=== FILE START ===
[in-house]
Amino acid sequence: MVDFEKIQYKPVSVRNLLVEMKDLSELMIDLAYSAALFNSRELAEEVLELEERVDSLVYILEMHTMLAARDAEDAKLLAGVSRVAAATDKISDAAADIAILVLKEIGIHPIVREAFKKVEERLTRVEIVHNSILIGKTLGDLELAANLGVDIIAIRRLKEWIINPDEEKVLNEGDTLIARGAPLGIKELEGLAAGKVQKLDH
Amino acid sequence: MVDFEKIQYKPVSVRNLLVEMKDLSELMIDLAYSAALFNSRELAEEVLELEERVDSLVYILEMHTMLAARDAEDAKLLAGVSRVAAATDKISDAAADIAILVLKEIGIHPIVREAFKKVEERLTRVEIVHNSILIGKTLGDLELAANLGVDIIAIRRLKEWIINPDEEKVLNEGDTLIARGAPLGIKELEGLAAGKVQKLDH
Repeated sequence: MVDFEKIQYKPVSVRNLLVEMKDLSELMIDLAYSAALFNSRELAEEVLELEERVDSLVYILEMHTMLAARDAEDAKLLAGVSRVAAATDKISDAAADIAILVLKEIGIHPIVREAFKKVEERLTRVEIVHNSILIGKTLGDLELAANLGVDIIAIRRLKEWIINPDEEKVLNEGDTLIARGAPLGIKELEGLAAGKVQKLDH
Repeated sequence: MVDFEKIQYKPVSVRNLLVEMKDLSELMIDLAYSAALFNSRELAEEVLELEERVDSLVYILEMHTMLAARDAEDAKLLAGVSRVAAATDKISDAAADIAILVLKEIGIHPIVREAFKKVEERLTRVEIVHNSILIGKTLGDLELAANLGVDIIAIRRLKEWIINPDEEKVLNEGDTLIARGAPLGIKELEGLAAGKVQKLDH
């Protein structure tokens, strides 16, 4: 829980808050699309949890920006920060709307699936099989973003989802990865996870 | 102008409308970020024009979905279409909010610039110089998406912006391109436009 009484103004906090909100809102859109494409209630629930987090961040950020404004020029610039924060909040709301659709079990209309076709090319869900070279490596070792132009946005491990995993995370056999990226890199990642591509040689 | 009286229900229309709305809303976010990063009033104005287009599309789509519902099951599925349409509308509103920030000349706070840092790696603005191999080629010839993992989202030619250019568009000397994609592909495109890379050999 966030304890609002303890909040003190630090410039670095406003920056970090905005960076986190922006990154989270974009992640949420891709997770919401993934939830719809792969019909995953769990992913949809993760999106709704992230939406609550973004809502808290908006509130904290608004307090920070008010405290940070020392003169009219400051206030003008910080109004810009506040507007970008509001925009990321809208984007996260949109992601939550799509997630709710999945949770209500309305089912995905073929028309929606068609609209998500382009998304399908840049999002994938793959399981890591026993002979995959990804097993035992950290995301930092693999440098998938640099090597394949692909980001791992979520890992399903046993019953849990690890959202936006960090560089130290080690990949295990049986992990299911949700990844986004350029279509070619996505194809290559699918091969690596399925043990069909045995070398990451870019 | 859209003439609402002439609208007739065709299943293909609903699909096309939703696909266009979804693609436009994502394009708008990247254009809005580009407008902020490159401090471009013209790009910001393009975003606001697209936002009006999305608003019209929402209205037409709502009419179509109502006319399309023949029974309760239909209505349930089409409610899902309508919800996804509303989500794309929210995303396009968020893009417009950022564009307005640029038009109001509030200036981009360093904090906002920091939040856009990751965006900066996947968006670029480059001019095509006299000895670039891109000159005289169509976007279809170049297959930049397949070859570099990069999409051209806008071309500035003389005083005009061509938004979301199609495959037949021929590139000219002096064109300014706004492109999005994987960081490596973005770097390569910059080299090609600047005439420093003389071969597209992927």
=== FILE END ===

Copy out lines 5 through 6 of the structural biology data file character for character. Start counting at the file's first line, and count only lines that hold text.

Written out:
Repeated sequence: MVDFEKIQYKPVSVRNLLVEMKDLSELMIDLAYSAALFNSRELAEEVLELEERVDSLVYILEMHTMLAARDAEDAKLLAGVSRVAAATDKISDAAADIAILVLKEIGIHPIVREAFKKVEERLTRVEIVHNSILIGKTLGDLELAANLGVDIIAIRRLKEWIINPDEEKVLNEGDTLIARGAPLGIKELEGLAAGKVQKLDH
């Protein structure tokens, strides 16, 4: 829980808050699309949890920006920060709307699936099989973003989802990865996870 | 102008409308970020024009979905279409909010610039110089998406912006391109436009 009484103004906090909100809102859109494409209630629930987090961040950020404004020029610039924060909040709301659709079990209309076709090319869900070279490596070792132009946005491990995993995370056999990226890199990642591509040689 | 009286229900229309709305809303976010990063009033104005287009599309789509519902099951599925349409509308509103920030000349706070840092790696603005191999080629010839993992989202030619250019568009000397994609592909495109890379050999 966030304890609002303890909040003190630090410039670095406003920056970090905005960076986190922006990154989270974009992640949420891709997770919401993934939830719809792969019909995953769990992913949809993760999106709704992230939406609550973004809502808290908006509130904290608004307090920070008010405290940070020392003169009219400051206030003008910080109004810009506040507007970008509001925009990321809208984007996260949109992601939550799509997630709710999945949770209500309305089912995905073929028309929606068609609209998500382009998304399908840049999002994938793959399981890591026993002979995959990804097993035992950290995301930092693999440098998938640099090597394949692909980001791992979520890992399903046993019953849990690890959202936006960090560089130290080690990949295990049986992990299911949700990844986004350029279509070619996505194809290559699918091969690596399925043990069909045995070398990451870019 | 859209003439609402002439609208007739065709299943293909609903699909096309939703696909266009979804693609436009994502394009708008990247254009809005580009407008902020490159401090471009013209790009910001393009975003606001697209936002009006999305608003019209929402209205037409709502009419179509109502006319399309023949029974309760239909209505349930089409409610899902309508919800996804509303989500794309929210995303396009968020893009417009950022564009307005640029038009109001509030200036981009360093904090906002920091939040856009990751965006900066996947968006670029480059001019095509006299000895670039891109000159005289169509976007279809170049297959930049397949070859570099990069999409051209806008071309500035003389005083005009061509938004979301199609495959037949021929590139000219002096064109300014706004492109999005994987960081490596973005770097390569910059080299090609600047005439420093003389071969597209992927």